Causes and Risk Factors of Psoriatic Arthritis

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Psoriatic arthritis is a chronic inflammatory type of arthritis associated with the skin condition psoriasis. If not properly treated and managed, it can be progressive and lead to permanent joint damage and disability. 

It is an autoimmune disease the affects both the joints and skin and typically runs in families. The exact cause of psoriatic arthritis is unknown but the disease has a genetic component, along with immunologic and environmental risk factors.

Common Causes

There are three main aspects researchers have identified that contribute to the development of psoriatic arthritis: autoimmune changes, environmental exposures, and genetic risk factors. 

An autoimmune disease is a condition where the immune system mistakenly attacks the body. Psoriatic arthritis may result from an infection that activates the immune system. Streptococcal infections, such as strep throat, are a suspected trigger for the autoimmune response that leads to psoriatic arthritis.

Various immune system abnormalities also contribute to an increased risk of psoriatic arthritis. Activated T cells are present in the tissue of both the skin and the joints. It is also thought that cytokines, such as TNF-alpha, play a role in the inflammatory process which leads to cartilage destruction and skin inflammation associated with psoriatic arthritis.


Approximately 40 percent of patients with psoriasis or psoriatic arthritis have family members who also have the condition. Studies show patients with a family history of psoriatic arthritis are up to 48 times more likely to develop the disease than those without a family history. Psoriatic arthritis is considered "more highly heritable" than other autoimmune diseases.

Children of parents with psoriasis are three times more likely to develop psoriasis and have a greater risk of developing psoriatic arthritis compared to children of parents without psoriasis. Similarly, if an identical twin has psoriatic arthritis, the other identical twin is highly likely to also have the disease or to develop it eventually.

Many genes associated with increased susceptibility of psoriatic arthritis are also linked to psoriasis. But not all genes are associated with both diseases.  

Lifestyle Risk Factors

There are environmental factors that appear to be related to the risk of developing psoriatic arthritis. Exposure to certain infections is considered a possible risk factor. Psoriatic arthritis is also more common in people who have been infected with the human immunodeficiency virus (HIV) compared to the general population.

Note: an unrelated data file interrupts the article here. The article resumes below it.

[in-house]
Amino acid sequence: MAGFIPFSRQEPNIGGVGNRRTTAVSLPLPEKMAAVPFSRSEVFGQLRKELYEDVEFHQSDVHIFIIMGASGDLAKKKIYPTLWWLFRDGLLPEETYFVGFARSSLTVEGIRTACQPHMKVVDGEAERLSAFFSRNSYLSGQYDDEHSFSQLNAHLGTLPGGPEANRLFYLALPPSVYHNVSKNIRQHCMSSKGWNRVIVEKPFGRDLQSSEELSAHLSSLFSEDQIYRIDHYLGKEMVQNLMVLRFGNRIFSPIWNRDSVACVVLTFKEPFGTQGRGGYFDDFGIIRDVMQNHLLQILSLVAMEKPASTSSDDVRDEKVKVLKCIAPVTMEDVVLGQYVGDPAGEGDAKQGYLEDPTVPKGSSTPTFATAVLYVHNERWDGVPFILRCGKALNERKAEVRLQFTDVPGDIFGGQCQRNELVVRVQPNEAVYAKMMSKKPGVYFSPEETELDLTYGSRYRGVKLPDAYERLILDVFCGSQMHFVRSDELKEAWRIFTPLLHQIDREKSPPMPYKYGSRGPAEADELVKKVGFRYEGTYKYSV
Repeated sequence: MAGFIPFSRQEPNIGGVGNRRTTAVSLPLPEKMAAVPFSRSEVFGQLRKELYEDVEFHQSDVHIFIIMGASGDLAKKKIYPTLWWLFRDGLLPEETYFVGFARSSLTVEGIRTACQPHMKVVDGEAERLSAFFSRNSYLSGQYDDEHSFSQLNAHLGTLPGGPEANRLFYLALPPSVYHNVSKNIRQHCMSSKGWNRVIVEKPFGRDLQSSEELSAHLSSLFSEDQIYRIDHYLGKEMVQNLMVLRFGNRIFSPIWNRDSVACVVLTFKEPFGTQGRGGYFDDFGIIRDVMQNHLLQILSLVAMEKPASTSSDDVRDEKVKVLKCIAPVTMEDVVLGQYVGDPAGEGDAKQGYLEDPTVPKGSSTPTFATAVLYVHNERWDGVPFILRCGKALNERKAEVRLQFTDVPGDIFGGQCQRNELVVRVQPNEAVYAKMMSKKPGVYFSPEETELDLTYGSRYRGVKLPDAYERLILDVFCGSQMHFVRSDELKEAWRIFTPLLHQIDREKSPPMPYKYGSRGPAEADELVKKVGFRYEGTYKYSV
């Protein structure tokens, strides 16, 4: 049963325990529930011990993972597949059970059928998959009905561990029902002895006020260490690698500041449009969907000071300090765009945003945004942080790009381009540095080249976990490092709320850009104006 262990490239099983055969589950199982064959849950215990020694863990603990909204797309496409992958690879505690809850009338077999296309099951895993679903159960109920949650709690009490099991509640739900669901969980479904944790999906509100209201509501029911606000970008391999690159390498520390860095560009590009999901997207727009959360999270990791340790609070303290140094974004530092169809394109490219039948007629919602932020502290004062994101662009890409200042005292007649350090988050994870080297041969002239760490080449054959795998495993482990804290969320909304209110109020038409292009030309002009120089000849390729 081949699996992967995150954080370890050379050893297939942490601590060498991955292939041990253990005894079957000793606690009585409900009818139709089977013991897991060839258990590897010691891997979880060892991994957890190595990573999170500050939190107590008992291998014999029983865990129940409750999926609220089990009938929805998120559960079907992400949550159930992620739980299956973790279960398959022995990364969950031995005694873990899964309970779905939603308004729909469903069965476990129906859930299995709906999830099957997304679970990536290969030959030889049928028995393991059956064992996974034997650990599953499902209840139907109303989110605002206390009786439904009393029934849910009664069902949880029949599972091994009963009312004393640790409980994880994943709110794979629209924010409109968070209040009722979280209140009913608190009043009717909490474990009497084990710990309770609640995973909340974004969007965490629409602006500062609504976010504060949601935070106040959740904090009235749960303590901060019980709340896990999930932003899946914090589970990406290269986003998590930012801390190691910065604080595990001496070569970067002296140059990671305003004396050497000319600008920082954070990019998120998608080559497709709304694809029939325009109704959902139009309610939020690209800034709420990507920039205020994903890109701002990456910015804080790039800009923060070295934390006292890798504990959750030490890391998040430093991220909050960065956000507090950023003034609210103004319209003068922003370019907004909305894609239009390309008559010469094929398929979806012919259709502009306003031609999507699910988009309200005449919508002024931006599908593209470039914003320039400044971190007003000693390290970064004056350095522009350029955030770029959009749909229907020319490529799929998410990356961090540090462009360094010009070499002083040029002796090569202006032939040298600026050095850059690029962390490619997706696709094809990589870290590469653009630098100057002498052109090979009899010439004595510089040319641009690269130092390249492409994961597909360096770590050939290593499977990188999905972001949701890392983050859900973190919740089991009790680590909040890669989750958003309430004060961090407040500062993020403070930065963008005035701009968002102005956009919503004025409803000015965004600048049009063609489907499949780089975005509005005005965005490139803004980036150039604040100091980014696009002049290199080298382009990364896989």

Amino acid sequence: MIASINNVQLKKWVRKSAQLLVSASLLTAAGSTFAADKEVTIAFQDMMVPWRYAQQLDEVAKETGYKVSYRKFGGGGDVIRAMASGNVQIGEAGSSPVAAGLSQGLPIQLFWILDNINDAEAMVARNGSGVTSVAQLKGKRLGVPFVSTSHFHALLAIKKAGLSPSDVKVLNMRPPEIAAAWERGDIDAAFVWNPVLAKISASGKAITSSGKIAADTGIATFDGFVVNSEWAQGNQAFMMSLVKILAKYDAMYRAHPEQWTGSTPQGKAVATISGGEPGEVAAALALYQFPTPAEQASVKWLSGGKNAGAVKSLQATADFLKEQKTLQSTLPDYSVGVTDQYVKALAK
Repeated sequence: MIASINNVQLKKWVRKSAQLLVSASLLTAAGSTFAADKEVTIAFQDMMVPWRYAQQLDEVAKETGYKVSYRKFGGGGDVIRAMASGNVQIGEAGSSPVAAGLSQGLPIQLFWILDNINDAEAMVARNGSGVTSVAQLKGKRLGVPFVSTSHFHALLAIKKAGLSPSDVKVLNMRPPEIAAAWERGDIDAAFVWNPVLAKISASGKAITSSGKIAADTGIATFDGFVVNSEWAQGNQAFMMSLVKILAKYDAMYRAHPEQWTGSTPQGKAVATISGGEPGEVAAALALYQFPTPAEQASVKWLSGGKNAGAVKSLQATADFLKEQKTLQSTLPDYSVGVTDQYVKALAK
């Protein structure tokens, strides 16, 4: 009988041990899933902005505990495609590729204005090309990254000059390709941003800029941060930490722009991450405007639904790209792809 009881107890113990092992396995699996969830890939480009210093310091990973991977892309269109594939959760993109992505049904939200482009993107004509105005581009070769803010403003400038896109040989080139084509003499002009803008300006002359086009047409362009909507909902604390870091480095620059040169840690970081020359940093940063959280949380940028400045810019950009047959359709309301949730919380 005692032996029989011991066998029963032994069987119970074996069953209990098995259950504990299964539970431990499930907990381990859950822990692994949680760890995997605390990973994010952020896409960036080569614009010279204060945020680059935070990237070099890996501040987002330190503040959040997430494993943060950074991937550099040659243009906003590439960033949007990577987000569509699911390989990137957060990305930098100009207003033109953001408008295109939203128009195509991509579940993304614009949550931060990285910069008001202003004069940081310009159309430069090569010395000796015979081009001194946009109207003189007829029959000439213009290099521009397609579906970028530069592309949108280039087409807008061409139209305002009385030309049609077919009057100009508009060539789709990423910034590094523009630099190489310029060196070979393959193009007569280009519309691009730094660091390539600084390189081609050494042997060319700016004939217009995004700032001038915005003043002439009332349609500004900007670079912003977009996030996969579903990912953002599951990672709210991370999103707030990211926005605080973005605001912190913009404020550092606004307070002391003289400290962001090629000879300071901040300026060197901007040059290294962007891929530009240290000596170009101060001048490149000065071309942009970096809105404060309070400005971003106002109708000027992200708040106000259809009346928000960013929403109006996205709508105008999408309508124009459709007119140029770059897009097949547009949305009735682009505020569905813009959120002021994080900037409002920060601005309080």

Other lifestyle factors that may influence the development of psoriatic arthritis include heavy lifting, injuries, infections that require antibiotics, and smoking. 

A 2011 study of 159 patients with psoriasis who went on to develop psoriatic arthritis found lifting cumulative loads of more than 100 pounds per hour was associated with a 2.8-times greater risk of developing the disease, and prior injuries corresponded with a 2.1-times greater risk.

One aspect that can affect the development of rashes in people with psoriatic arthritis is known as the Koebner phenomenon. This is when psoriatic lesions form in new places following skin trauma, such as a cut, bruise, or burn, or simply from the skin getting irritated from rubbing against a waistband, belt buckle, shoe, or bra strap. The cause of the Koebner phenomenon is unclear but cytokines, stress proteins, adhesion molecules, and autoantigens may be involved.

A Word From Verywell

While many of the risk factors for psoriatic arthritis are not modifiable, there are things you can do to manage the condition. Talk to your rheumatologist about medications and lifestyle changes that can help maintain your quality of life.

Reducing stress, following a healthy diet, keeping skin hydrated, maintaining a healthy weight, engaging in moderate, low-impact exercises, and avoiding smoking and drinking alcohol are things you can do to help reduce inflammation and prevent flare-ups of joints and skin.

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